"Collateral" Michael Mann sends his camera roving through the streets of Los Angeles to create a sinister love letter to that city's labyrinthine highways and pulsing multicultural energies. But he's also got a story to tell, and a dumber, more leaden tale of mayhem would be hard to find. Jamie Foxx plays a crisply professional cabby whose lonely night is interrupted by Tom Cruise's hit man, who enlists Max as an unwilling accomplice in a series of hits. If Mann had been willing to use this unlikely premise as a platform for unadulterated action, he might have produced a pleasant summer diversion. Sadly, action takes a back seat to character study, in which Cruise's Vincent sees himself alternately as a rebel against stifling conformity and an agent of fate, borrowing from Darwinian theory and the "I Ching." We're supposed to be fascinated by what makes Vincent tick, but he turns out to be just a heavily armed gasbag. ** Thomas Peyser
"First Daughter" Another presidential daughter movie: The flimsy theme of "First Daughter" seems to be that it's tougher than ever to be the daughter of a president since 9/11 happened. Katie Holmes, first daughter, shows up for her first semester in college with her entourage of Secret Service men in tow, and soon discovers that her new 'boyfriend' James (Marc Blucas) is really just another federal security guard planted by her overzealous American president father (Michael Keaton). Few movies achieve the subterranean blandness of "First Daughter." * Cole Smithey
"Hero" Director Zhang Yimou (pronounced zong yee moo) makes an adept and awe-inspiring leap into the brand of sophisticated martial arts storytelling that made "Crouching Tiger, Hidden Dragon" an instant classic. Set in ancient China, the smart narrative approaches the story of a sheriff called Nameless (Jet Li) who attempts to assassinate the King of Qin by taking credit for killing the King's would-be assassins. Nameless is allowed an audience with the King to describe his combat triumphs over the King's foes, which play out in resplendent flashback sequences conceived as visual ballads of color and composition. Although bootleg video and DVD copies of "Hero" have introduced thousands to the film, it's a movie that must be seen on the big screen to be appreciated. Zhang Yimou's astonishing follow-up "The House Of Flying Daggers" is due to open nationwide this fall. **** C.S.
"Intimate Strangers" French director Patrice Leconte ("Widow of St. Pierre") crafts a sinewy comedy of manners in which a sex-starved wife mistakenly becomes a patient of a shy, divorced tax attorney who must pretend to be her shrink. The intimate sessions continue even after she discovers that he is not the analyst she believed him to be, and a unique relationship is forged. The film's potentially claustrophobic stage setting is resolved beautifully by director of photography Eduardo Serra as he reveals a multitude of emotional layers within the constant parameters that Leconte's gifted actors effectively employ. ***1/2 C.S.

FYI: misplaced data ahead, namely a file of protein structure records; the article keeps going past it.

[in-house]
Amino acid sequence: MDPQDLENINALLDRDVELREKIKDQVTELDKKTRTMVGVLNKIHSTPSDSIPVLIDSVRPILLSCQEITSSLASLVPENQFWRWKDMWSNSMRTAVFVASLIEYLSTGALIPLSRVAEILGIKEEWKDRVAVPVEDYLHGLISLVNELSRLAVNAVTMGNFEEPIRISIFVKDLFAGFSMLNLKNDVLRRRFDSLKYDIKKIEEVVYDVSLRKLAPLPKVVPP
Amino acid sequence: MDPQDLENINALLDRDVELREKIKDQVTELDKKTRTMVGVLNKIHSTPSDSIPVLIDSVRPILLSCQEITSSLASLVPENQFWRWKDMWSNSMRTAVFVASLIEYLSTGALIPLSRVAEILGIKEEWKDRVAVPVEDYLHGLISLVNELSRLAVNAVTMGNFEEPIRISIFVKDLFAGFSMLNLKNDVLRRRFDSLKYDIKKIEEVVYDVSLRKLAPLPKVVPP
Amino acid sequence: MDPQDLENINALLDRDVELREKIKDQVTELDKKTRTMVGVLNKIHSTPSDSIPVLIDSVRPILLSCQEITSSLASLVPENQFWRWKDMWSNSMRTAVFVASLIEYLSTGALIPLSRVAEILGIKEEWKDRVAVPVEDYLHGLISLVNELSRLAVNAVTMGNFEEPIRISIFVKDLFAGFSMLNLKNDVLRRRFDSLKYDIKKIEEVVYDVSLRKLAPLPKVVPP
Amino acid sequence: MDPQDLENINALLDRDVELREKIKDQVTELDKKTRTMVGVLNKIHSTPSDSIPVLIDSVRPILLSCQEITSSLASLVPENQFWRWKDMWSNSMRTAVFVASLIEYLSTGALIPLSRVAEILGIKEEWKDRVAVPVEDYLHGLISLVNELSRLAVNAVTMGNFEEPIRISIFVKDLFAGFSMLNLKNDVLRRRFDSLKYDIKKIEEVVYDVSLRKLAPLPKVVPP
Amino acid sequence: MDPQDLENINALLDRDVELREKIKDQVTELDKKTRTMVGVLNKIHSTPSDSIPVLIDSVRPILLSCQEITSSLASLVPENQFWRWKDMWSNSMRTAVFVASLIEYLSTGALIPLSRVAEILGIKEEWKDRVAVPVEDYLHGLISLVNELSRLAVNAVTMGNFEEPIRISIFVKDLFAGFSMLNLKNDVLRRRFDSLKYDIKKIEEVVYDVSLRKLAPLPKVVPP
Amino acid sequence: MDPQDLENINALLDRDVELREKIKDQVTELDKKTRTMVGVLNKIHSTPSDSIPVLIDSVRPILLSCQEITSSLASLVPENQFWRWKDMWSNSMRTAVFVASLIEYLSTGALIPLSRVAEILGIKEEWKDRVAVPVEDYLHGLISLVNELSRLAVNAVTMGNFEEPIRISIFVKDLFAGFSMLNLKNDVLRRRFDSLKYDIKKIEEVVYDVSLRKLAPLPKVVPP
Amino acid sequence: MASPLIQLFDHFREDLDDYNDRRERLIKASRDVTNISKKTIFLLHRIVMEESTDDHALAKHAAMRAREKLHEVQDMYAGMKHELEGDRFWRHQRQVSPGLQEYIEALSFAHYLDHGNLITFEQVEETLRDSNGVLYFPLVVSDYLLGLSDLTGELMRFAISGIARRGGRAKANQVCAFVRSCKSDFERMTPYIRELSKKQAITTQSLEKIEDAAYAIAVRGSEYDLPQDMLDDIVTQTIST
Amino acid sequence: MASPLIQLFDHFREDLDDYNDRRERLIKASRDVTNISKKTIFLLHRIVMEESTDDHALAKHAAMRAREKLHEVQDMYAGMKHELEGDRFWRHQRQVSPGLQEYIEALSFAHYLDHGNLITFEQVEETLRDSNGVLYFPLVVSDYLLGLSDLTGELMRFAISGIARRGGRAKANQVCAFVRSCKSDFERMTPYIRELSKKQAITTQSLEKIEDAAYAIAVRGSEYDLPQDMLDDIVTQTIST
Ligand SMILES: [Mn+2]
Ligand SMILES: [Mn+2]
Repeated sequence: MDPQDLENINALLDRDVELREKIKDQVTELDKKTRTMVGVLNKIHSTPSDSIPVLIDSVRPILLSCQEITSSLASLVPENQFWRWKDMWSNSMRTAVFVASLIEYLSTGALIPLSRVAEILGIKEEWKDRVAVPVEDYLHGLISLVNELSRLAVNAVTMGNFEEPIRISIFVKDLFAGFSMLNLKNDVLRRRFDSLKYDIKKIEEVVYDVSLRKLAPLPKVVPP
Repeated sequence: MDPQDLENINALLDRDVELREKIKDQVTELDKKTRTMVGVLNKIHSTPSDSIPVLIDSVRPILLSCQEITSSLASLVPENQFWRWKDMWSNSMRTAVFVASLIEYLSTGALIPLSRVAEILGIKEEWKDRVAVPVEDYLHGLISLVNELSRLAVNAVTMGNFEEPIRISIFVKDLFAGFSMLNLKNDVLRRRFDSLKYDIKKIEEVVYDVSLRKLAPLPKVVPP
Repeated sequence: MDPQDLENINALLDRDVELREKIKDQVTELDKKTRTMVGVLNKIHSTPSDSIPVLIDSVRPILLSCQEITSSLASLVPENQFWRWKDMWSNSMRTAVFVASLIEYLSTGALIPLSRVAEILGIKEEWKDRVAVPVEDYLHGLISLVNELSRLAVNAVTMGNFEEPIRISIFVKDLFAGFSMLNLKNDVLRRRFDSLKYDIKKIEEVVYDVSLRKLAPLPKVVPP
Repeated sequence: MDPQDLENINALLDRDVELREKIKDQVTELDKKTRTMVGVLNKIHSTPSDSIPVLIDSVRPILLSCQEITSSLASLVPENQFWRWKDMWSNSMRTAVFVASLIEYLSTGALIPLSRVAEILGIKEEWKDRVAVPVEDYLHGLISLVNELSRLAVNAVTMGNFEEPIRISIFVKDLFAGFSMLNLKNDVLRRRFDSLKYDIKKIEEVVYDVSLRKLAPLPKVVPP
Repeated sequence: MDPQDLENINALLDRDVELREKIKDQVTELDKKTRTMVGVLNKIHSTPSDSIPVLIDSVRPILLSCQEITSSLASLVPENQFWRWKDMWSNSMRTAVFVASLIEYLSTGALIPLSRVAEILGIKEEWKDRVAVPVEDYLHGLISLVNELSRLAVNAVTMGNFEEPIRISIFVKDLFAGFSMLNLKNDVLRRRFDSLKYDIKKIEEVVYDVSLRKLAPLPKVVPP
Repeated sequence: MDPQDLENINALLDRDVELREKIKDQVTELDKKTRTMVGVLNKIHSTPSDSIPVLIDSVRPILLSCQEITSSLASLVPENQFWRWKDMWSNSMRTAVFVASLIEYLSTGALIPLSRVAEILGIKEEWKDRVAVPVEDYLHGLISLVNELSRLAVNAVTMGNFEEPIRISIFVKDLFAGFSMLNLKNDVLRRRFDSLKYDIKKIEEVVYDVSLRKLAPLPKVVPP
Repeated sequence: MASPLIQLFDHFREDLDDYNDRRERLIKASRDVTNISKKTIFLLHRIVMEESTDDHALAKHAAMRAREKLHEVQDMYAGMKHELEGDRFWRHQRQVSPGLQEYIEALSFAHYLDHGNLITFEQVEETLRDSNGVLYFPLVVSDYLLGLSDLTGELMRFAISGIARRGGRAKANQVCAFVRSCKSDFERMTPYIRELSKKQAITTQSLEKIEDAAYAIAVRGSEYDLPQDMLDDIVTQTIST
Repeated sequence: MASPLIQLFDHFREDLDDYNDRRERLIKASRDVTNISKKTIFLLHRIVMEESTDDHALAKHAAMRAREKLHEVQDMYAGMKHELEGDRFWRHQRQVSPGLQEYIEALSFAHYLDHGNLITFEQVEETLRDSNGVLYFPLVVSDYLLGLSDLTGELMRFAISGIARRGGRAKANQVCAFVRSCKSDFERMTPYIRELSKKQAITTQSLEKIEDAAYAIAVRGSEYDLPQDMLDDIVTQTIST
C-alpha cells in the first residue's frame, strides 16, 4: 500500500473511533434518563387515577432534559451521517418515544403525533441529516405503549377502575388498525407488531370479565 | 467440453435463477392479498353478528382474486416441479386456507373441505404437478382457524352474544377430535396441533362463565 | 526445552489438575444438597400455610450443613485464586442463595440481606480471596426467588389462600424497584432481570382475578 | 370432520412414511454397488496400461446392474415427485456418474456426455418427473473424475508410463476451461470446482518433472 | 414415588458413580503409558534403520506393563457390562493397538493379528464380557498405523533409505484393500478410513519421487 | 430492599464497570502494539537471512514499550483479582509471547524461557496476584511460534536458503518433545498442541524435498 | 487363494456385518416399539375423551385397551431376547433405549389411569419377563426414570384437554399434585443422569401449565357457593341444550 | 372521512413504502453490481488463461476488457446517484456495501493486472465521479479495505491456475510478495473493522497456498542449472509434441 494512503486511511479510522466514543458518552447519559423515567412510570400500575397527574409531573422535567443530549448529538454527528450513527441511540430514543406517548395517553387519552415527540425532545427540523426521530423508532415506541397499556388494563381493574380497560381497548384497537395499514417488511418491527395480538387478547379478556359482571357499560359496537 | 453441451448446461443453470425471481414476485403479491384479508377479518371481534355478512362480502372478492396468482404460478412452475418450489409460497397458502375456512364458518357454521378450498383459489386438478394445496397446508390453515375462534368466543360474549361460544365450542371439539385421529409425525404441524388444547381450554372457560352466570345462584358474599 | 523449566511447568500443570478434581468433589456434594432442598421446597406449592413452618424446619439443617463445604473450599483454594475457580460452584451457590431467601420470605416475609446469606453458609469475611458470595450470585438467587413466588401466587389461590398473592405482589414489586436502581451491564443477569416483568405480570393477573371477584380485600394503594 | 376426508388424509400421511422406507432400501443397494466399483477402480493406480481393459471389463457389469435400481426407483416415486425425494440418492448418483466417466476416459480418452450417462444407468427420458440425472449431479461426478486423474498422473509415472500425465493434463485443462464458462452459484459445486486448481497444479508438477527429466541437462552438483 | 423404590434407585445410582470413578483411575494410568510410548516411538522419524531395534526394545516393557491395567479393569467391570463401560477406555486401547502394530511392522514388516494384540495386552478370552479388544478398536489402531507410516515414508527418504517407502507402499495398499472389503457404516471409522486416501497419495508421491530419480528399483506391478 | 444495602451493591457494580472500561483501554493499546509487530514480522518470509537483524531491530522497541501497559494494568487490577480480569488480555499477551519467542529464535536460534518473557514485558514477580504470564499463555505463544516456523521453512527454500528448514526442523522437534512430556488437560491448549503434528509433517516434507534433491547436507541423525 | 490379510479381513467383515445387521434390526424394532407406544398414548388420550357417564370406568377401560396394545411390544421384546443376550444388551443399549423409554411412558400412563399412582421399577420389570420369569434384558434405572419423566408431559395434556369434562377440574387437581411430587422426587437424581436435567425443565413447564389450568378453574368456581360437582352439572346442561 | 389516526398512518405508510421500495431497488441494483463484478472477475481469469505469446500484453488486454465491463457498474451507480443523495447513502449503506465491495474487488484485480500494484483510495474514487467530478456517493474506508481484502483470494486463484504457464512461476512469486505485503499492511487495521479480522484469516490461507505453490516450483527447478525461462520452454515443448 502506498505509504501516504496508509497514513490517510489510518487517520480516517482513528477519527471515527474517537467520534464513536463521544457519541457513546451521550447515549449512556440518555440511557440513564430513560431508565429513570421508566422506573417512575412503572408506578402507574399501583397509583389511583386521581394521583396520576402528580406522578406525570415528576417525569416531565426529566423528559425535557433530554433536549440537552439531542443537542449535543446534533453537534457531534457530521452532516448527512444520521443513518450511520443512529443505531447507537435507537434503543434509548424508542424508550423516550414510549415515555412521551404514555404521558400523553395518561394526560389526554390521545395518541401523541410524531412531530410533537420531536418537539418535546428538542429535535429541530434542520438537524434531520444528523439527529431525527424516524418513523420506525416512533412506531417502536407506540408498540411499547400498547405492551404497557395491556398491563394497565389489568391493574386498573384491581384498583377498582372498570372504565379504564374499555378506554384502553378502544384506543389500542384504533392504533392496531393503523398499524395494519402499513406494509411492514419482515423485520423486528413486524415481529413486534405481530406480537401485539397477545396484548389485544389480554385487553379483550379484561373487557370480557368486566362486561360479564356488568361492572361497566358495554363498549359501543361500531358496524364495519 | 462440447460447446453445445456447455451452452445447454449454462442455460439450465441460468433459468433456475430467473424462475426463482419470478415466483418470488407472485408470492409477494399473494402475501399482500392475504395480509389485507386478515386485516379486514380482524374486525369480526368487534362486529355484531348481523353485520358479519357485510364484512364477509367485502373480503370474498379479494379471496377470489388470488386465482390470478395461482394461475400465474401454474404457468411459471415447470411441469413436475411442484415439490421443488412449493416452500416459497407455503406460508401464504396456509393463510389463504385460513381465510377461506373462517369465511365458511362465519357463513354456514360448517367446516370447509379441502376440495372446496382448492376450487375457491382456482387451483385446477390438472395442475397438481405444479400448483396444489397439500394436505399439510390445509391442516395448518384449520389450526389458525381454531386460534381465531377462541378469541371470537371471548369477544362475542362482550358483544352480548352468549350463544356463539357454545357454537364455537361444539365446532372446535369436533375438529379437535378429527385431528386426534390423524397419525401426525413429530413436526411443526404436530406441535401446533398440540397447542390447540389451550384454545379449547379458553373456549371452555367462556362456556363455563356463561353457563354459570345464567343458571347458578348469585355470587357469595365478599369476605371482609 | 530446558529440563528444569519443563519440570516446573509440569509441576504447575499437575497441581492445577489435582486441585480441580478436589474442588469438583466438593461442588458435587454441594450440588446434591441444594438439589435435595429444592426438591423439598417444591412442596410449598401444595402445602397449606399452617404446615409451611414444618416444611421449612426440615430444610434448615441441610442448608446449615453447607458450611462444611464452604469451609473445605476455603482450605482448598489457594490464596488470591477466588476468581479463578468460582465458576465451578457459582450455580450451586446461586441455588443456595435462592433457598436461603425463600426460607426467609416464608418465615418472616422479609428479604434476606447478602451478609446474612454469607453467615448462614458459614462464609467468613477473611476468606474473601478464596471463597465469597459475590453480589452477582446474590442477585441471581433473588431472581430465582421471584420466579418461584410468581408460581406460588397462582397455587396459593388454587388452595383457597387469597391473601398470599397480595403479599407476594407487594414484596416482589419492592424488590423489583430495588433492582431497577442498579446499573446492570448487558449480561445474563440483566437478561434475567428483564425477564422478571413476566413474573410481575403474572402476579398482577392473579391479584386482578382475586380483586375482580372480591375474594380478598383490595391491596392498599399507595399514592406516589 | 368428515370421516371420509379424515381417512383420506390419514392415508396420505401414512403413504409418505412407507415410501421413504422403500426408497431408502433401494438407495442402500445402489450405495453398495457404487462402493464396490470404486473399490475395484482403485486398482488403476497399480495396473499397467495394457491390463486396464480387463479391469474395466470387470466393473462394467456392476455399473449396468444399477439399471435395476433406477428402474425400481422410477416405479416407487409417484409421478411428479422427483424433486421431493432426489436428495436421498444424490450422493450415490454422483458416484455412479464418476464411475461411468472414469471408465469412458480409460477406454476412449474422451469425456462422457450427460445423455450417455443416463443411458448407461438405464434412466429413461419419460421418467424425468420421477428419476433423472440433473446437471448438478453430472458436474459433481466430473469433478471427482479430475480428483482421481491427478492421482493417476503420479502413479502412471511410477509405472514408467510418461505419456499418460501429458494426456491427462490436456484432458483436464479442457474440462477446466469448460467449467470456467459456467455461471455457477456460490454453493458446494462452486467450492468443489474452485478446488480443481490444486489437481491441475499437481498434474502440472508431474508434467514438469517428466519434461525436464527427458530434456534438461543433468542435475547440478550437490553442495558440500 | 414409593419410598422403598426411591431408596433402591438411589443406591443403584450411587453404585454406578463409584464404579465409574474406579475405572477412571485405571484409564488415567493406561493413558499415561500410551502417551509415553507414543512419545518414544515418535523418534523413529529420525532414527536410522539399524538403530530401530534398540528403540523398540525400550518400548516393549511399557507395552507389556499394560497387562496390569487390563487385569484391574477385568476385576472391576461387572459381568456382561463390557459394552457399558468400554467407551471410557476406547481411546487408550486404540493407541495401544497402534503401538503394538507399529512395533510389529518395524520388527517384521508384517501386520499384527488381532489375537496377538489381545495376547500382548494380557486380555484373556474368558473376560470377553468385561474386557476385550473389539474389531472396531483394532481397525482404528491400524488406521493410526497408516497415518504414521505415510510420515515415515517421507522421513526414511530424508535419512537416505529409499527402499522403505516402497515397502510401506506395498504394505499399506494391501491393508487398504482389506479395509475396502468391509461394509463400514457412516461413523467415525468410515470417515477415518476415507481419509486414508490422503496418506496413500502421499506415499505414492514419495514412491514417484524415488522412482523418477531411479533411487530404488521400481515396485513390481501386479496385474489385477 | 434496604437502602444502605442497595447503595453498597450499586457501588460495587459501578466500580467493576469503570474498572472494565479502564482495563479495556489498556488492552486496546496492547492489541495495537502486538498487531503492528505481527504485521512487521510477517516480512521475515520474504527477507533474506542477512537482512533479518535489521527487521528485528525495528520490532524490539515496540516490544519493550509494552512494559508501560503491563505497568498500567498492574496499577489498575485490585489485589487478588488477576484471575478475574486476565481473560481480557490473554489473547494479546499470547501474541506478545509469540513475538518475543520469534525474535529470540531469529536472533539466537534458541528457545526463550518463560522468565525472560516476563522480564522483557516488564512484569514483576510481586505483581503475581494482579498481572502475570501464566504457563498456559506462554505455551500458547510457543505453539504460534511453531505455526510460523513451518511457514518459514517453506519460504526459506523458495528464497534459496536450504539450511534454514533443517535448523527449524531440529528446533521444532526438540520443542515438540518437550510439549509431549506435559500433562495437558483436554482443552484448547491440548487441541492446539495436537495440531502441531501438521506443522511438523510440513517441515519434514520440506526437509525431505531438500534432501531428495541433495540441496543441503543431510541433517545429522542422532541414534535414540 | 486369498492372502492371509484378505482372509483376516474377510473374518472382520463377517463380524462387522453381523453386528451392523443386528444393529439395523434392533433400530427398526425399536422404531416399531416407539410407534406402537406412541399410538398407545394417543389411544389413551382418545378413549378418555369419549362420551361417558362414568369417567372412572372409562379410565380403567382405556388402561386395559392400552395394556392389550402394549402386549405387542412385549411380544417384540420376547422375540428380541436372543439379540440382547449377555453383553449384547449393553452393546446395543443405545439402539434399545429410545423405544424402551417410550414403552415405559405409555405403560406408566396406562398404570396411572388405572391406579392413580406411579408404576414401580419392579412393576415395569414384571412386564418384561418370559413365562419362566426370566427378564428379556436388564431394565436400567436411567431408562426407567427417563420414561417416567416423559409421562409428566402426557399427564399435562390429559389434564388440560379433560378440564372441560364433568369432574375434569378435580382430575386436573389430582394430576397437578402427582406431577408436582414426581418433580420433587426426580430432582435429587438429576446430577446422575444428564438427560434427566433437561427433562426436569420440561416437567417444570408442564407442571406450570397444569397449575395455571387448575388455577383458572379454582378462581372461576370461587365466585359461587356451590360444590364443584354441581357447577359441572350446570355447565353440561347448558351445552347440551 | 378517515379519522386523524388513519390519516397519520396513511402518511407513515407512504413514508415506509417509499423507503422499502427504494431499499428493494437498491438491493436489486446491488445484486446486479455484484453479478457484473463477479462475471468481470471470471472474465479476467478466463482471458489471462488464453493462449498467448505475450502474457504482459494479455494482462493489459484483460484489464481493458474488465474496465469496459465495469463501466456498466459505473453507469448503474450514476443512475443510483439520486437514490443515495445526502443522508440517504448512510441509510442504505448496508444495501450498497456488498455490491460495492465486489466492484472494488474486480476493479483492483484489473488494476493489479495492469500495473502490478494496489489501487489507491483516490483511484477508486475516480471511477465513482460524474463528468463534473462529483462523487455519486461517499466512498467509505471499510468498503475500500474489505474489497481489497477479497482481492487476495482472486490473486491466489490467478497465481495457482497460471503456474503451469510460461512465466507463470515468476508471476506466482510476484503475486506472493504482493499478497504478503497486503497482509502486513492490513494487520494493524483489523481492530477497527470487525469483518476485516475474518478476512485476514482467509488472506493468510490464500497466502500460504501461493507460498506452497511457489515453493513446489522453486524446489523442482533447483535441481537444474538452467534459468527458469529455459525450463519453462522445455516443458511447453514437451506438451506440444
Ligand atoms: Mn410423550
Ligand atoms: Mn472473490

"Raise Your Voice" There may be no escaping the ever-pubescent Hilary Duff. Here she plays an aspiring singer from a small town whose supportive big brother tragically dies in a car accident. Not one to let adversity stop her, she disobeys her father's wishes and enrolls in a summer musical program at a notable performing arts school in Los Angeles. Sugary songs are sung, and Duff finds true puppy love as she co-writes the song that she hopes to perform at the school's scholarship competition. "Raise Your Voice" is aimed strictly at 12- to 15-year-old girls, and no one else. Enter at your own risk. ** C.S.
"Shark Tale" Terrific voice characterizations by Jack Black, Renee Zellweger, Martin Scorsese and Will Smith can't elevate "Shark Tale" anywhere near the greatness of last year's animated instant classic "Finding Nemo." Relentless commercial retail references, a shoddy pop music soundtrack, and an ill-conceived story about Lenny (Jack Black), a vegetarian mobster shark unwilling to do his family's violent bidding, immerse "Shark Tale" in a murky narrative pool. However, the film's lush animation and brilliant colors are exemplary. Oscar (Smith) is an ambitious little fish who takes undeserved credit for the accidental death of Lenny's shark big brother Frankie (Michael Imperioli). Oscar enjoys a short-lived run of enriching public adulation that promptly endangers Angie (Zellweger) the one fish that really loves him for who he is. Predictable fart jokes and endless puns attend the humor. **1/2 C.S.
"Shaun Of The Dead" Ingenious blend of romance, comedy and horror effortlessly swells in this gloriously off-kilter zombie movie. Shaun is a 29-year-old North London slacker dealing with odd-couple roommates when a creeping zombie invasion elicits his latent leadership abilities. The group of comedians responsible for the UK cult television show "Spaced" team up to add layers of zesty humor as Shaun and his small group of family and friends seek refuge from the invading horde. "Shaun Of The Dead" is a well-written foreign independent movie that will satisfy audiences looking for clever surprises. **** C.S.
"Wimbledon" Paul Bettany and Kirsten Dunst play star-crossed tennis finalists at Wimbledon in this fantasy romance mired in quirky subplots involving too many secondary characters. Bettany is a 31-year-old, 119th ranked British tennis player struggling to make the most of his last tennis tournament before he retires. Dunst plays a temperamental tennis star with an endearing charm and spunkiness that ignites Bettany's more reserved character. There aren't any dramatic surprises to be had in "Wimbledon's" padded plotting, but Bettany and Dunst manage to keep their volleys going during this mediocre movie. **1/2 C.S.
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